Ealing and Acton in old picture postcards

Ealing and Acton in old picture postcards

Auteur
:   Pamela D. Edwards
Gemeente
:  
Provincie
:   Greater London
Land
:   United Kingdom
ISBN13
:   978-90-288-5658-5
Pagina's
:   80
Prijs
:   EUR 16.95 Incl BTW *

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Fragmenten uit het boek 'Ealing and Acton in old picture postcards'

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67. This further photograph ofthe old Council Offices was taken in 1916, as is evidenced by the more modern form of transport passing along Acton High Street. The two No. 17 buses in this view were both bound for Ealing. The former Council Offices were by this time let to Walter Moore & Co, and the firm's name is displayed on the metal sign attached to the chimney and gable. The parade of shops visible on the south side of High Street is Acton's most architecturally stylish, and fortunately survives. William Perring's furniture store is on the extreme right. The windows in the fire station's watch-tower in the background have been filled in.

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68. Acton High Street, looking eastwards, with the old Council Offices in the background. On the immediate left is Mr. Skinner's dairy which stands at the corner of Chatsworth Gardens. The adjoining shops belong to Louis Lutz, hairdresser, who advertises: 'haircutting, 5d; shaving, 2d', and Kensal & Co, tobacconists. Although these buildings have survived to the present, they are unoccupied and are in a poor state of repair. Just beyond is The White Hart public house. This has now been entirely rebuilt and extended and is currently known as The Gin Palace.

69. Above: The Woodlands, Acton, provided an attractive setting in which to relax for those who lived in cramped and overcrowded housing conditions. Originally the grounds of a Victorian house of that name, The Woodlands became a public park in 1903. In the background can be seen Acton Hill Methodist Church which was erected in 1907 to a design by Gordon & Gordon.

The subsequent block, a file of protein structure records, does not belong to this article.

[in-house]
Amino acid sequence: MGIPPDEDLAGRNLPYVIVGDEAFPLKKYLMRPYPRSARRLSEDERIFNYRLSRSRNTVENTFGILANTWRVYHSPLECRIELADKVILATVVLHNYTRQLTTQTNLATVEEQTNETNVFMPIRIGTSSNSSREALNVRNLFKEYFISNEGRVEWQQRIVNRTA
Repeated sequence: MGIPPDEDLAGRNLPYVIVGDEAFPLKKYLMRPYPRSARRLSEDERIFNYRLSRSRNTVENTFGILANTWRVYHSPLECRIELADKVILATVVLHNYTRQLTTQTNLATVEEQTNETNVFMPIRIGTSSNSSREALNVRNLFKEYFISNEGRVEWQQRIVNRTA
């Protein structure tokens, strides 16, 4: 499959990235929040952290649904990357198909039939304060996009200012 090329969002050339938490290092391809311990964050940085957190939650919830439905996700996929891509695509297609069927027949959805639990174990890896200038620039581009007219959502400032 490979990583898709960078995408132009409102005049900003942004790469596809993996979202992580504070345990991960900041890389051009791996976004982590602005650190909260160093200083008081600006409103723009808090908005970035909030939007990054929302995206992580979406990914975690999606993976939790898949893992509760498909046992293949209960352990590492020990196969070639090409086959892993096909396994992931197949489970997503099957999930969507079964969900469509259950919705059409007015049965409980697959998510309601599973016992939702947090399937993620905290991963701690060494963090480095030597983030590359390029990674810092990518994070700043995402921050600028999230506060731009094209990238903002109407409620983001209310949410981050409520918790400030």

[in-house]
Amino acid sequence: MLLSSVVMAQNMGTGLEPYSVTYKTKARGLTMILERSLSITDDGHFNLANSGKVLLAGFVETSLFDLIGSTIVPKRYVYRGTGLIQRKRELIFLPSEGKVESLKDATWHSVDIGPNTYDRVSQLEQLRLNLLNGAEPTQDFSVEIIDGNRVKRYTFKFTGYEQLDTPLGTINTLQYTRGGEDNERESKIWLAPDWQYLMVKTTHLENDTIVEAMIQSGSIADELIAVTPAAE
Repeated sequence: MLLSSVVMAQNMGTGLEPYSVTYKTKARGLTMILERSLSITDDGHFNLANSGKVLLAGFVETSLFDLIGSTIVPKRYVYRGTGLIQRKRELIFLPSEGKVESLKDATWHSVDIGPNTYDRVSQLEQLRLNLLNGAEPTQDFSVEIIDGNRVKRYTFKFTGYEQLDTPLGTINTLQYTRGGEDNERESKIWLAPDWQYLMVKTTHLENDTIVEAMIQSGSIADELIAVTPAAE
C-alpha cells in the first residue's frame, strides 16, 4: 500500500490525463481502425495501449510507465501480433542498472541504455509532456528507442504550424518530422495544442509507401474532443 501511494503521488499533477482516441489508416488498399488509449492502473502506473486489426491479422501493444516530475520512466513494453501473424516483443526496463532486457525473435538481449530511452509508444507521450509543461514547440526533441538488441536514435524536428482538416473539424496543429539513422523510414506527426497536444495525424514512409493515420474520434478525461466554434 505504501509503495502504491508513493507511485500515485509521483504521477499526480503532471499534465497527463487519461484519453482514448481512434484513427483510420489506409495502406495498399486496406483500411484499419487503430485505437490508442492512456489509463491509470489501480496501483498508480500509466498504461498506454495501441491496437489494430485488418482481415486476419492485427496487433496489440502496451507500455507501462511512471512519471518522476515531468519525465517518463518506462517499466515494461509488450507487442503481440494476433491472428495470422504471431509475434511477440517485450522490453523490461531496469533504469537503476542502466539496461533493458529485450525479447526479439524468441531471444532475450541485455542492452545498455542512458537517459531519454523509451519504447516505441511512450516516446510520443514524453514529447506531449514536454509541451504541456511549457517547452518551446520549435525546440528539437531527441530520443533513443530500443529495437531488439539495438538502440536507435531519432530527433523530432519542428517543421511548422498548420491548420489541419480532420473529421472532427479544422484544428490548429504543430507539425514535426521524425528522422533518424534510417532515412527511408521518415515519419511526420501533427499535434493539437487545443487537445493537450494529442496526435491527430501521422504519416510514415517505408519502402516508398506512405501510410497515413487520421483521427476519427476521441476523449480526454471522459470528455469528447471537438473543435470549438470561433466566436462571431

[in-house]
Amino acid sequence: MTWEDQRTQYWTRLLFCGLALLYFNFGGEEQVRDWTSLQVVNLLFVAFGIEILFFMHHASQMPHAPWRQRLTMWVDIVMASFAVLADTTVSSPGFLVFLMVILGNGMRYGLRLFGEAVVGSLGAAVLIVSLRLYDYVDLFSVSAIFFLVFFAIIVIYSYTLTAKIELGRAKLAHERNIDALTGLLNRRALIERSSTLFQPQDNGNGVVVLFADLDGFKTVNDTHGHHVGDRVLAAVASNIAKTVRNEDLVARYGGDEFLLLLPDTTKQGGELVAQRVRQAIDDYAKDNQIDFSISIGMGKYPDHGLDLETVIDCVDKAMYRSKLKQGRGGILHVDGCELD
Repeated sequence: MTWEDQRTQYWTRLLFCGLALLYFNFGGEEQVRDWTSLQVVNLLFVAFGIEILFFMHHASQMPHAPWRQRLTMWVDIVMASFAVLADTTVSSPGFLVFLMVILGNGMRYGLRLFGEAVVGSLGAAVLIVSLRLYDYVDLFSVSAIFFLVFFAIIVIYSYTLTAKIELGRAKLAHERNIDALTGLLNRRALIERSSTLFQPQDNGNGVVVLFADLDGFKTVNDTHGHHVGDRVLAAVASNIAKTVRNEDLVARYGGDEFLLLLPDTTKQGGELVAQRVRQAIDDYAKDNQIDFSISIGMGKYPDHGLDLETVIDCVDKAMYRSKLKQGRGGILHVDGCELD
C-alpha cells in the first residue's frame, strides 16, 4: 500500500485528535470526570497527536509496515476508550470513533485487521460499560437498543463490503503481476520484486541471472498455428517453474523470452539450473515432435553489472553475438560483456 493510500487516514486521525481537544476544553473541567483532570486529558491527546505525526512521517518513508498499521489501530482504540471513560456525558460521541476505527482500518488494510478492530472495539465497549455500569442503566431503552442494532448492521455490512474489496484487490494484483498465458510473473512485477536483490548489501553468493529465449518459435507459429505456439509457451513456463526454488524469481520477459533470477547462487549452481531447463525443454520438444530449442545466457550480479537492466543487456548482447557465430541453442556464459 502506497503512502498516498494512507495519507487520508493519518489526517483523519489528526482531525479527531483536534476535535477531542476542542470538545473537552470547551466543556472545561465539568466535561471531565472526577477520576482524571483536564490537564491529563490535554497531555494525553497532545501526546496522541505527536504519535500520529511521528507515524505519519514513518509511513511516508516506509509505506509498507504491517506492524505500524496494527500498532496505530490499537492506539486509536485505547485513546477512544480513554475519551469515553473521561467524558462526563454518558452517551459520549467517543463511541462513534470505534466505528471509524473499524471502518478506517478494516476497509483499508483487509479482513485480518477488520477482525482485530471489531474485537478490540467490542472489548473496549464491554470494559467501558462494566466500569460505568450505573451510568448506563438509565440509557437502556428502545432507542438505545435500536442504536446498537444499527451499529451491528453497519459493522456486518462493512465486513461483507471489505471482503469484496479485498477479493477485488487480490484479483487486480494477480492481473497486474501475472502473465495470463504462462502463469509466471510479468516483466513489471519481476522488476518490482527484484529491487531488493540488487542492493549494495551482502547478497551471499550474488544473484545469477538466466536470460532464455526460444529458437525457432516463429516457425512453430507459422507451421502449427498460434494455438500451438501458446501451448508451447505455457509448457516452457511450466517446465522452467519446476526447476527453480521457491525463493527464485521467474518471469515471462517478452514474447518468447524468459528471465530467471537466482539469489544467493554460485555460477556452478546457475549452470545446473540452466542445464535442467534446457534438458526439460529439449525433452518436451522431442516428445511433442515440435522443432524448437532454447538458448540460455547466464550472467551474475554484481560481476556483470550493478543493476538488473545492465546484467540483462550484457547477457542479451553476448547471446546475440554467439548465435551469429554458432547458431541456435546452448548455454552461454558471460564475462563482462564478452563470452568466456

Below: This view, which was taken from The Woodlands looking northwards, shows the interesting juxtaposition of Acton High Street's rooflines with St. Mary's Church tower rising proudly aloft in the early years of the 20th century.

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70. This photograph, which was taken from a more distant point in Mill Hill Road, Acton, provides a similar view of the High Street and its rooflines.

71. Priory Schools, on the east side of Acton Lane, were built in 1882 and were enJarged in 1897. They are now in use as a community centre.

Cottage Hospital, Acton.

72. The Passmore Edwards Acton Jubilee Cottage Hospital was opened in 1898 on the western side of Gunnersbury Lane, Acton, upon land given for the purpose by Lord Rothschild who Iived at Gunnersbury. Initially the Hospital had 12 beds but, with the aid of voluntary gifts and subscriptions, the building was enlarged and could accommodate 30 in-patients by 1909.

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73. This tranquil view of Barons Pond was taken from outside the main entrance gates to Gunnersbury Park in Popes Lane, looking northwards. The pond derives its name from one ofthe owners of Gunnersbury Park, Lionel Rothschild, who was a Baron of the Austrian Empire. The road on the right in this view was part of the original Gunnersbury Lane and provided a direct carriage route trom Uxbridge Road, Ealing Common. The section of road seen here was widened in the 1930s and was renamed Gunnersbury Drive. Popes Lane has likewise been widened, and an iron fence has been placed round the pond. The house on the right survives, albeit incongruously, among housing ofthe 1930s.

74. Above: All Saints' Church, South Acton, was erected in 1872 to a design by J. Kelly. It occupied a site in Bollo Bridge Road between Strafford Road and Brouncker Road. Acton Recreation Ground can be seen in the foreground of this view, with a drinking fountain on the left. The church lost its spire as a result of damage by enemy action in the Second World War. The entire building was demolished in more recent years to make way for Sunninghill Court.

Below: All Saints' Parish Hall, South Acton, stood on the southern side of Bollo Bridge Road. The pedestrian way in this view is Church Path, to the right of which is the eastern boundary of the Recreation Ground. The modern All Saints' Church Centre now occupies the site of the Parish Hall.

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